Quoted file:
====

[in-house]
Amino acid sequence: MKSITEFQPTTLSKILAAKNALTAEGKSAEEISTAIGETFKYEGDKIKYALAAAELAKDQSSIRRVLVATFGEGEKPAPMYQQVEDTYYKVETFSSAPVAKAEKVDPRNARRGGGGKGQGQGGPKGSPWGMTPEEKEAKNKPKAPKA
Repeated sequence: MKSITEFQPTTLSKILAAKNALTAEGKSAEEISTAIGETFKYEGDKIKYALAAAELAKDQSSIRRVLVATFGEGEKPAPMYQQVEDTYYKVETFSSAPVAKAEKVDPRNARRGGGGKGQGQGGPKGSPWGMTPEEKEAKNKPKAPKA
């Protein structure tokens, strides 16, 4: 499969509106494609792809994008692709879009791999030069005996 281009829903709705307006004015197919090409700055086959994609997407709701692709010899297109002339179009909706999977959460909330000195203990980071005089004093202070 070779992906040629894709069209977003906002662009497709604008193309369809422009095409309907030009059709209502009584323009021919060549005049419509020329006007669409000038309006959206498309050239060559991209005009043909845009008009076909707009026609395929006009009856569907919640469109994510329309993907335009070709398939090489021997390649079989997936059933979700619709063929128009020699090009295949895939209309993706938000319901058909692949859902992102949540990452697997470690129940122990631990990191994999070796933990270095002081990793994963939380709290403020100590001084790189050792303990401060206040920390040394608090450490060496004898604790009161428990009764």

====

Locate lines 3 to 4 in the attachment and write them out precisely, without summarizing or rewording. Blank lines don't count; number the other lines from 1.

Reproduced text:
Repeated sequence: MKSITEFQPTTLSKILAAKNALTAEGKSAEEISTAIGETFKYEGDKIKYALAAAELAKDQSSIRRVLVATFGEGEKPAPMYQQVEDTYYKVETFSSAPVAKAEKVDPRNARRGGGGKGQGQGGPKGSPWGMTPEEKEAKNKPKAPKA
């Protein structure tokens, strides 16, 4: 499969509106494609792809994008692709879009791999030069005996 281009829903709705307006004015197919090409700055086959994609997407709701692709010899297109002339179009909706999977959460909330000195203990980071005089004093202070 070779992906040629894709069209977003906002662009497709604008193309369809422009095409309907030009059709209502009584323009021919060549005049419509020329006007669409000038309006959206498309050239060559991209005009043909845009008009076909707009026609395929006009009856569907919640469109994510329309993907335009070709398939090489021997390649079989997936059933979700619709063929128009020699090009295949895939209309993706938000319901058909692949859902992102949540990452697997470690129940122990631990990191994999070796933990270095002081990793994963939380709290403020100590001084790189050792303990401060206040920390040394608090450490060496004898604790009161428990009764």